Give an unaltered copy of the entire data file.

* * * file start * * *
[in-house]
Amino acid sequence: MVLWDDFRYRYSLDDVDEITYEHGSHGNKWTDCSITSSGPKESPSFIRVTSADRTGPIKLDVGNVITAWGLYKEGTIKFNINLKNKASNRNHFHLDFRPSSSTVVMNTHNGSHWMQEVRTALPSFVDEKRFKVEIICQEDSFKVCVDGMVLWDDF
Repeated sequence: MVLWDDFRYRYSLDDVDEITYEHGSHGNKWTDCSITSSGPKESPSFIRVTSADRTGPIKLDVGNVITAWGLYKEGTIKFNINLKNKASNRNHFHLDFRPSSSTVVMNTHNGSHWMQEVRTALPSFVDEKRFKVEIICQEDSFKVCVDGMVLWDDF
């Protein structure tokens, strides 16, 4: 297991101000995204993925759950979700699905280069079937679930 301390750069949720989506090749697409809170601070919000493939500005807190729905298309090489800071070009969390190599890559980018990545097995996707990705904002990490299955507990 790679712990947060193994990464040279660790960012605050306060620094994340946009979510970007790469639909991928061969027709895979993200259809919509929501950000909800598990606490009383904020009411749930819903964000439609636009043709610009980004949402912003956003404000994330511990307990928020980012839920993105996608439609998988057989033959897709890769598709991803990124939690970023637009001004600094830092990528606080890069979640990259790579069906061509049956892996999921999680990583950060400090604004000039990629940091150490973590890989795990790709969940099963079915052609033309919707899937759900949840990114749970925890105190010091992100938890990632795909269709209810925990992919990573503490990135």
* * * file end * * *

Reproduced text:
[in-house]
Amino acid sequence: MVLWDDFRYRYSLDDVDEITYEHGSHGNKWTDCSITSSGPKESPSFIRVTSADRTGPIKLDVGNVITAWGLYKEGTIKFNINLKNKASNRNHFHLDFRPSSSTVVMNTHNGSHWMQEVRTALPSFVDEKRFKVEIICQEDSFKVCVDGMVLWDDF
Repeated sequence: MVLWDDFRYRYSLDDVDEITYEHGSHGNKWTDCSITSSGPKESPSFIRVTSADRTGPIKLDVGNVITAWGLYKEGTIKFNINLKNKASNRNHFHLDFRPSSSTVVMNTHNGSHWMQEVRTALPSFVDEKRFKVEIICQEDSFKVCVDGMVLWDDF
């Protein structure tokens, strides 16, 4: 297991101000995204993925759950979700699905280069079937679930 301390750069949720989506090749697409809170601070919000493939500005807190729905298309090489800071070009969390190599890559980018990545097995996707990705904002990490299955507990 790679712990947060193994990464040279660790960012605050306060620094994340946009979510970007790469639909991928061969027709895979993200259809919509929501950000909800598990606490009383904020009411749930819903964000439609636009043709610009980004949402912003956003404000994330511990307990928020980012839920993105996608439609998988057989033959897709890769598709991803990124939690970023637009001004600094830092990528606080890069979640990259790579069906061509049956892996999921999680990583950060400090604004000039990629940091150490973590890989795990790709969940099963079915052609033309919707899937759900949840990114749970925890105190010091992100938890990632795909269709209810925990992919990573503490990135």